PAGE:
Culture At Large

What would you do if your pastor was in error?

Andy Rau

If you follow the news at all, you can't possibly have missed the Barack Obama/Jeremiah Wright controversy that cropped up again a few weeks ago. To sum it up very quickly, Wright is the pastor and spiritual mentor to Obama who caused a stir by publicly stating a lot of, uh, controversial things. Obama has condemned Wright's more outrageous remarks, but the question has been raised "If Wright was saying crazy things from the pulpit all these years, why didn't you just leave the church?"

We haven't really delved into this controversy here at TC, mainly because we're not a political blog. But putting aside the political angle of this issue, there's a worthwhile spiritual question in there: would you leave your church if your pastor held views you found erroneous, misguided or even a little bit crazy?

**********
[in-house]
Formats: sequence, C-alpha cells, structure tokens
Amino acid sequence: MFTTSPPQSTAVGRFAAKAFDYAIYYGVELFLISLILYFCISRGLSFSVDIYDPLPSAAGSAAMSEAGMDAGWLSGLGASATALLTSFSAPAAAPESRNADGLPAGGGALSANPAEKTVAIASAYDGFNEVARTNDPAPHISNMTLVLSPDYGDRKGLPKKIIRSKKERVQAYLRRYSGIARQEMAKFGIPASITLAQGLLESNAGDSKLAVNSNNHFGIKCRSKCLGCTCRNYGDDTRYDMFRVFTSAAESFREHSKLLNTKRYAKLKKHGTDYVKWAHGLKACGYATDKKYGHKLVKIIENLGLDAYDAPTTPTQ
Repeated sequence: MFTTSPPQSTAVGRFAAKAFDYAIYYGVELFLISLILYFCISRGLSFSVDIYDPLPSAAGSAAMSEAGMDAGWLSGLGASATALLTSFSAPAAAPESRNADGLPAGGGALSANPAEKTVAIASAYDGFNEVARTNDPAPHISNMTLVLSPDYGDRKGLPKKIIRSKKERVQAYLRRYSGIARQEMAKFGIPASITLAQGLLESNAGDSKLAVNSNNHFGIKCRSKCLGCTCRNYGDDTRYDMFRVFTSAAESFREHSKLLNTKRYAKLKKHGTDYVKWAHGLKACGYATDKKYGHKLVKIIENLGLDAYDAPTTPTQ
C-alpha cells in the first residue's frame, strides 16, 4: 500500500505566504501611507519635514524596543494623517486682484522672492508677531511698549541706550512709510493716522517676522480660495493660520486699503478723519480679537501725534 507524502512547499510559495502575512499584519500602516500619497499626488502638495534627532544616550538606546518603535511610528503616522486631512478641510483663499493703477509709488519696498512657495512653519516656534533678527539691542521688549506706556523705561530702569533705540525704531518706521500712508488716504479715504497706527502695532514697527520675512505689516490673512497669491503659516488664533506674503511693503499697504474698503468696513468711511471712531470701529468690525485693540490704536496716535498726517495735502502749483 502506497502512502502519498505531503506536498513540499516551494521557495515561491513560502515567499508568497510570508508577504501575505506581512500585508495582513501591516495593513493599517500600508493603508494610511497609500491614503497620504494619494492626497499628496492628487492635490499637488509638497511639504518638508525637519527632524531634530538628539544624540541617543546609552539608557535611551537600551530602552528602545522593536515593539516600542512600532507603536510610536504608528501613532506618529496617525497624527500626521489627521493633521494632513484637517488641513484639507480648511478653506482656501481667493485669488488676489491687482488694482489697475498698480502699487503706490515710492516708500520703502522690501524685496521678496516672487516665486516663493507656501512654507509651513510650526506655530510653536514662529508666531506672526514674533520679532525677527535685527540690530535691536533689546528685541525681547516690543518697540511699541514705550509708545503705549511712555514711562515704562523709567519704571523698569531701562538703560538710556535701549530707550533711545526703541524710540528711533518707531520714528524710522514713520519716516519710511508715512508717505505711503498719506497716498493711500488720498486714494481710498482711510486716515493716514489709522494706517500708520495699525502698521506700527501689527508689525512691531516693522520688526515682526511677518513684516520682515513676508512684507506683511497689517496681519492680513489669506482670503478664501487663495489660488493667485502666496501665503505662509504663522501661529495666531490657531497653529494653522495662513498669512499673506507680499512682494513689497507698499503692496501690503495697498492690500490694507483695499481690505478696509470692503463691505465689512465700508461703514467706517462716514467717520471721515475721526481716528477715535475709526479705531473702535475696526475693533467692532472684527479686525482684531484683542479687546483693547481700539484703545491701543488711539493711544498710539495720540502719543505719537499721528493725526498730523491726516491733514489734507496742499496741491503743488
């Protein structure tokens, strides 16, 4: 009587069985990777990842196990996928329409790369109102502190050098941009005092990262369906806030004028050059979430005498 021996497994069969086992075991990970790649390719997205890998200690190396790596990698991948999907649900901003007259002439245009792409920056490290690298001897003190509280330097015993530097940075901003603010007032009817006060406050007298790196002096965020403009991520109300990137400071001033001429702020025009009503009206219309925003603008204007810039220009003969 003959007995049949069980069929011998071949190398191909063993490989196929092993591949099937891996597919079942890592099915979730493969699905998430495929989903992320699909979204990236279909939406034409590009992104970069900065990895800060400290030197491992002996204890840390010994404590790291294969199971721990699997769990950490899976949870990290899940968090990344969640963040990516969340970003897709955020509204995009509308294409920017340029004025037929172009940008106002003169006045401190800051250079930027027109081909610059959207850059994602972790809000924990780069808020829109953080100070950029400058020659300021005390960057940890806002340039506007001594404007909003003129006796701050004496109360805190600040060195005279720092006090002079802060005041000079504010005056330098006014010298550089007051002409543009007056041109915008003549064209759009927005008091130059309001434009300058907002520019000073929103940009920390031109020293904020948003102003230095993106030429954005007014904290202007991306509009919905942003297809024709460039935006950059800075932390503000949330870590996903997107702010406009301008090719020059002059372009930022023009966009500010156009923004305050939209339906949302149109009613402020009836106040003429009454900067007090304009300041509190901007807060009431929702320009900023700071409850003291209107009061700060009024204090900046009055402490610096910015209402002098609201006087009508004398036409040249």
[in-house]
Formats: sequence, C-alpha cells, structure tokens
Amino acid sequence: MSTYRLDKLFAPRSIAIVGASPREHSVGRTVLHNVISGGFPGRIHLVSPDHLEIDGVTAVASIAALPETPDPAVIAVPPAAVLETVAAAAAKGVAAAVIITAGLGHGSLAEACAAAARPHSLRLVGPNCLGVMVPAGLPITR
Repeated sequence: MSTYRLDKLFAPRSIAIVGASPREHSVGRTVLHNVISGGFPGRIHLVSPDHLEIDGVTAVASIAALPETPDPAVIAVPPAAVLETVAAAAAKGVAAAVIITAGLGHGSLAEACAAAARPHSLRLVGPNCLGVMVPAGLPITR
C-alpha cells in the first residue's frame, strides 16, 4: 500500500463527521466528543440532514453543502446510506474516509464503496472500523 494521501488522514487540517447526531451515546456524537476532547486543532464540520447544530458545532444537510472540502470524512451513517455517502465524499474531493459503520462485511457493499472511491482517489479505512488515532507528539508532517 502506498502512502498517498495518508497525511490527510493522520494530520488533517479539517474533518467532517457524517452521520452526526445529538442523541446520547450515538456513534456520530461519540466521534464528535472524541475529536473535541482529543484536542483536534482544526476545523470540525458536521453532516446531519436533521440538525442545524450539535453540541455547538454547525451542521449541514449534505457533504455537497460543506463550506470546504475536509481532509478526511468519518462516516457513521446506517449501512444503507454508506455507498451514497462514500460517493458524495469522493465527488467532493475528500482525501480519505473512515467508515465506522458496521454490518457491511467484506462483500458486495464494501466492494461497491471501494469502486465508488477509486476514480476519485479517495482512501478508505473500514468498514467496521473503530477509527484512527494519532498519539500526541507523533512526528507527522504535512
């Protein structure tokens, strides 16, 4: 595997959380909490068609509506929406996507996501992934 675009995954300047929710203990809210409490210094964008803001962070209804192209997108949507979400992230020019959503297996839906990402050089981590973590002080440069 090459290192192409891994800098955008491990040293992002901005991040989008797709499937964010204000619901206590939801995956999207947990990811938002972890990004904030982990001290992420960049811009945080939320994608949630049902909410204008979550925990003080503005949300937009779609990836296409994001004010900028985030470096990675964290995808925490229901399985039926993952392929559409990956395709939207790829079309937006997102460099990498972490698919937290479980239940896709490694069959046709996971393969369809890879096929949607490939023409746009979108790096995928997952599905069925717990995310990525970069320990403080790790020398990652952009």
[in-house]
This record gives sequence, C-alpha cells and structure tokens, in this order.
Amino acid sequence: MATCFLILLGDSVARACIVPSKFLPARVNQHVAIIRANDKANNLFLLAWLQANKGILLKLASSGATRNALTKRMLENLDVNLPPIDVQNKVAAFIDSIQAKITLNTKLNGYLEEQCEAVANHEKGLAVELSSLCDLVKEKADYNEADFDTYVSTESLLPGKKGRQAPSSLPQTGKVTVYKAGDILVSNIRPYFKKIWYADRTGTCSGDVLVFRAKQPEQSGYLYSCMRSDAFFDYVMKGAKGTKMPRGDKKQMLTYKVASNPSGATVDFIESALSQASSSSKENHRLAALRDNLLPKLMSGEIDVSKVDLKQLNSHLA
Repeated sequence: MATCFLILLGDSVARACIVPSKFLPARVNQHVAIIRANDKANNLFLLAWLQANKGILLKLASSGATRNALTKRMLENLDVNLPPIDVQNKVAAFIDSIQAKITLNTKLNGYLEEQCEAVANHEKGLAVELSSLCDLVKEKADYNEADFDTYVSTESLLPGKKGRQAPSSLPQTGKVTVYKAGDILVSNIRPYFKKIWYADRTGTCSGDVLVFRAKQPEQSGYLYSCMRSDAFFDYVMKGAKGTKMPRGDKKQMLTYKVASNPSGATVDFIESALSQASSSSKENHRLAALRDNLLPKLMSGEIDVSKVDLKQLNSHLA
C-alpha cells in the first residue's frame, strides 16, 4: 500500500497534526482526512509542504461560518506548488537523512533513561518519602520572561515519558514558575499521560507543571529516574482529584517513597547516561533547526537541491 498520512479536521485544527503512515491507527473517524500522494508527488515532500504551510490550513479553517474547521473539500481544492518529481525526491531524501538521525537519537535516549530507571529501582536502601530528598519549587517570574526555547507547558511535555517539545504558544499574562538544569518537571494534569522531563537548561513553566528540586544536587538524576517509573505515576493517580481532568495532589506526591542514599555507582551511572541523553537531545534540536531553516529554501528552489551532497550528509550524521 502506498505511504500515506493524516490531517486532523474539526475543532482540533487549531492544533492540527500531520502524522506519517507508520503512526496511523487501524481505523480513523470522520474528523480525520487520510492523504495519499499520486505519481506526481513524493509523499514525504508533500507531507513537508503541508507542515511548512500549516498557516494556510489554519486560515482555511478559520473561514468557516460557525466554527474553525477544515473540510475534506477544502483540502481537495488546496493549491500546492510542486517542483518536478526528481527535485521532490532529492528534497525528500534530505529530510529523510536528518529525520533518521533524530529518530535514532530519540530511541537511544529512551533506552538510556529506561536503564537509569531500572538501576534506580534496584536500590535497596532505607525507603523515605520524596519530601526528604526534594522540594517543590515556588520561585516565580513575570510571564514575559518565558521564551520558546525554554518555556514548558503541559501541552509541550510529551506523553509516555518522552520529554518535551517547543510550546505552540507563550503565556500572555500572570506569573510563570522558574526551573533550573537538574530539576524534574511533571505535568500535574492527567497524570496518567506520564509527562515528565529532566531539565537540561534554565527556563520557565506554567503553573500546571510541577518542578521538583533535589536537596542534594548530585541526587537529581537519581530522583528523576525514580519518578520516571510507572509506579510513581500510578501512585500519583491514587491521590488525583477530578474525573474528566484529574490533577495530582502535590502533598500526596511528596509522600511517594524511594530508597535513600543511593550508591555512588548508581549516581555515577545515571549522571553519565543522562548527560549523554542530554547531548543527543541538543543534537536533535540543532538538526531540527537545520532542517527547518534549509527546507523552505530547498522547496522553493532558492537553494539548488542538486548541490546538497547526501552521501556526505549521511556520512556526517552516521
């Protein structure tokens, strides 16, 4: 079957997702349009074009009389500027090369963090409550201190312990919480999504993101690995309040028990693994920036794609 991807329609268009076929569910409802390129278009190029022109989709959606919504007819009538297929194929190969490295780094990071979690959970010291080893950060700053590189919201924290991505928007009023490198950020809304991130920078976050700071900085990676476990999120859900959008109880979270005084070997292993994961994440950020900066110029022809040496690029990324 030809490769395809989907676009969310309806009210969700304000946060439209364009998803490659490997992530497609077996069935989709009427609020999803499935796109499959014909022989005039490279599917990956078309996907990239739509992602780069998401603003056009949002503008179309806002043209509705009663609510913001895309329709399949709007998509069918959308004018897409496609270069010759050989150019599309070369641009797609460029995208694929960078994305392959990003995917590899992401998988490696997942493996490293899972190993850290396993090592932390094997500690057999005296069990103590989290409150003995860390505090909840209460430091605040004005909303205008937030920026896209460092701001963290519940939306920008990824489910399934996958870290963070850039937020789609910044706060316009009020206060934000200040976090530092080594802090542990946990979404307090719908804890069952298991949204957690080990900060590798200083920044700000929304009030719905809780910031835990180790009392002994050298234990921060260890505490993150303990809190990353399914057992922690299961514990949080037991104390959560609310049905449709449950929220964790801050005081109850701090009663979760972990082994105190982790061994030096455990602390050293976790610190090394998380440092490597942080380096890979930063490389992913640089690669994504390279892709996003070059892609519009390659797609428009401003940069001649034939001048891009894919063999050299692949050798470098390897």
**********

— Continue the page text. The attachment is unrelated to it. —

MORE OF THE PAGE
Let's make the question a little more focused:

Assume for the sake of discussion that you are very happy with your church and have found it to be an excellent place of fellowship and spiritual growth. Your pastor preaches the Gospel and leads worship in a Biblical manner. But on one issue—maybe it's a particular theological belief, his political opinions, or whatever—you think he's totally out to lunch. And he has stated this view publicly.

What would you do? Would you leave if you thought your pastor was in error about a non-salvation issue? Would you stay at the church and just try to ignore it, because the pastor is doing such a good job otherwise? Something in between?

That's our new poll for the week. Vote in the poll off to the right, and please share your thoughts below!

As for the last poll, about whether or not Christians should attend religious services outside of their faith, over 300 of you voted, and the results were surprisingly almost tied. 51% feel that no, Christians should not attend non-Christian services, while 49% don't see a problem with it.

Topics: Culture At Large, Theology & The Church, The Church